floor. Colonel Marchmont was greatly
annoyed, but did his best to cover his
wife's delinquencies in entertaining. Wo
were all relieved when luncheon was an
At tho table the constraint was not
quito so marked. Once or twice Portia
lifted her heavy lids and shot scrutiniz
ing glances at her cousin. But Mr. Ray
mond's faco was inscrutable and sphinx
like. He had lost tho puzzled air he at
first wore, and no ono could possihly
have read what was passing in his mind.
He complimented Portia upon tho
preservation of her beauty; ho petted
Daphne; he charmed the colonel. How
did he affect me?
Maurice Raymond fascinated me. I
had never met a man at once so brilliant
and kindly. A beautiful, strong soul
looked out of his keen gray eyes. His
conversation was intellectual and re
freshing. I studied him constantly, al
ways recalling the words I had heard
at the gate tho night before, "Dangeh
comin from de souf-awful."
If the prophecy of old Jezebel should
come to pass-if indeed the danger which
threatened Portia were coming through
her cousin-she well had need to trem
ble, for in this keen, observant, brainy
man she would meet an adversar}'
worthy of her skill.
A SLIGHT ENCOUNTER.
After luncheon the colonel took hii>
guest out to view the plantation, and we
did not see them again until dinner.
Portia was absolutely dazzling when
she swept in and took her Beat at the
head of the table. She was dressed in
scarlet from head to foot. Her superb
shoulders rose from folds of fiery silk,
and the little feet that wandered in and
out beneath her skirts were shod in the
same lurid hue. She looked a veritable
daughter of Mephisto. Her eyes spar
kled dangerously, and on her face was
an expression of audacity. Evidently
833.BY AMERICAN PRCSS ASSOCIATION.
go in now. I must go up stairs, dre
and compose myself."
"Yery well, Portia. I will do my be
to entertain him until you are ready
relieve me. But do not tax me too long
Portia did not reply, but rose and lc
the room. She appeared confused ai
helpless. Suddenly I recalled the prop
eey of the old negress-"Dangeh is com
from de souf." Ah, perhaps the pei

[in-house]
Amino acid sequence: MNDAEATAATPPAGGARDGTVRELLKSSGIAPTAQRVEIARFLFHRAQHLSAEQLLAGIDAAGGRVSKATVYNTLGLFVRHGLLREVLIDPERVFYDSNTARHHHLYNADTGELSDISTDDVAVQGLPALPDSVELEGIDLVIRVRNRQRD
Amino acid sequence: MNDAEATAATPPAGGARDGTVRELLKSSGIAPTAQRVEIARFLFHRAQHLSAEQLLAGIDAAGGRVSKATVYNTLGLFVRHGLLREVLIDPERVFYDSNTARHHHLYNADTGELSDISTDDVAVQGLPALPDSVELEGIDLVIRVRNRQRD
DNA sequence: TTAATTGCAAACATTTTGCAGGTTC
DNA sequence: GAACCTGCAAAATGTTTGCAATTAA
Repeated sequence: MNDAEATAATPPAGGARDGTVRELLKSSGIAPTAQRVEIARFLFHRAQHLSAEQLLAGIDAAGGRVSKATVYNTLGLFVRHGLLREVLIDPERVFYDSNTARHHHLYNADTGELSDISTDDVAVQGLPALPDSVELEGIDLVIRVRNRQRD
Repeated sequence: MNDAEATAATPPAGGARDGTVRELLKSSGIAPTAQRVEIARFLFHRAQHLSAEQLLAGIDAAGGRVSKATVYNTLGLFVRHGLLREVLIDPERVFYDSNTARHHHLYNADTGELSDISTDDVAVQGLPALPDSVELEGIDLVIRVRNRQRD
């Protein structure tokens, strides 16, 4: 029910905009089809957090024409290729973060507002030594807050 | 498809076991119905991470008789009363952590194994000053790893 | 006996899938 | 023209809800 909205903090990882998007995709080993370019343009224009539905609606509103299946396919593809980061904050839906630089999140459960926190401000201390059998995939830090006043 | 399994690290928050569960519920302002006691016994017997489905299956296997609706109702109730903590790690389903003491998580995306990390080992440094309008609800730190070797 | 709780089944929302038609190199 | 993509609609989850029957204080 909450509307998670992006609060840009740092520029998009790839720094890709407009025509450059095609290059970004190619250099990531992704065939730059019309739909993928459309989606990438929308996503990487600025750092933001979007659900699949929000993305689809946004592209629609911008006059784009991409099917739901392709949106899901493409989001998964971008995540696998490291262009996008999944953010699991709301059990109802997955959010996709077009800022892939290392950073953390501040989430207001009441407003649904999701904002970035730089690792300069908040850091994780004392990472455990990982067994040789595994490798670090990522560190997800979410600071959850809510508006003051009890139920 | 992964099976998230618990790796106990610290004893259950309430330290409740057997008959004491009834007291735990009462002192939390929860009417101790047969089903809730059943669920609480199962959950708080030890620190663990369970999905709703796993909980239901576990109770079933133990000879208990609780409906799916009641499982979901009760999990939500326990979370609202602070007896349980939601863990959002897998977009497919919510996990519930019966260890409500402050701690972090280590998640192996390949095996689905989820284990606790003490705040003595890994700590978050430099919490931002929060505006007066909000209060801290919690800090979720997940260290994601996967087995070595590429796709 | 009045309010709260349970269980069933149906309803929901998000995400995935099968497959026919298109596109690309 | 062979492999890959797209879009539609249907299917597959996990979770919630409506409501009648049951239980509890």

which had menaced Portia was at han
As I entered the drawing room the vi
itor rose quickly and came forward I
greet me. What most impressed me i
this first meeting with Maurice Ra;
mond *vas the atmosphere of latei
power which seemed to emanate from h
personality. He was not a baudson
man, though his fae was good, his dec
set eyes keen, his nose straight. H
lips were not hidden by beard or mu
tache, and in their firm lines I read tl
positive character of the man. He ca:
ried himself like a prince, with graf,
and hauteur. His general appearanc
was impressive and commanding.
"You are not Mrs. Marchmont?'' li
said half in inquiry as he took my liane
"No, indeed," I replied-"Mrs. Marci
mont's friend, Prudence Mason. Mri
Marchmont is not feeliug well an
hopes yon will excuse her for a littl
"And the colonel:'' asked the visitor.
"He is somewhere about the planta
tion, but will soon bo in fur luncheon."
"I have arrived a few days ahead c
time," said Mr. Raymond, "butlfmishe
my business in Atlanta sooner than
had anticipated and so hurried on.
? was so anxious to see the country ii
which I passed my boyhood, and abov
all to see niy dear cousin again, who?
I remember as thc idol of ni}'3'outh-;
beautiful and lovely girl."
"Mrs. Marchmont is a very beautifu
woman," I said gravely.
"There is a child, I believe," said Mr
Raymond. I called Daphne from the li
brary, glad of an excuse to have her ono
more in my sight. She came running in
delighted to see a stranger, anti was soot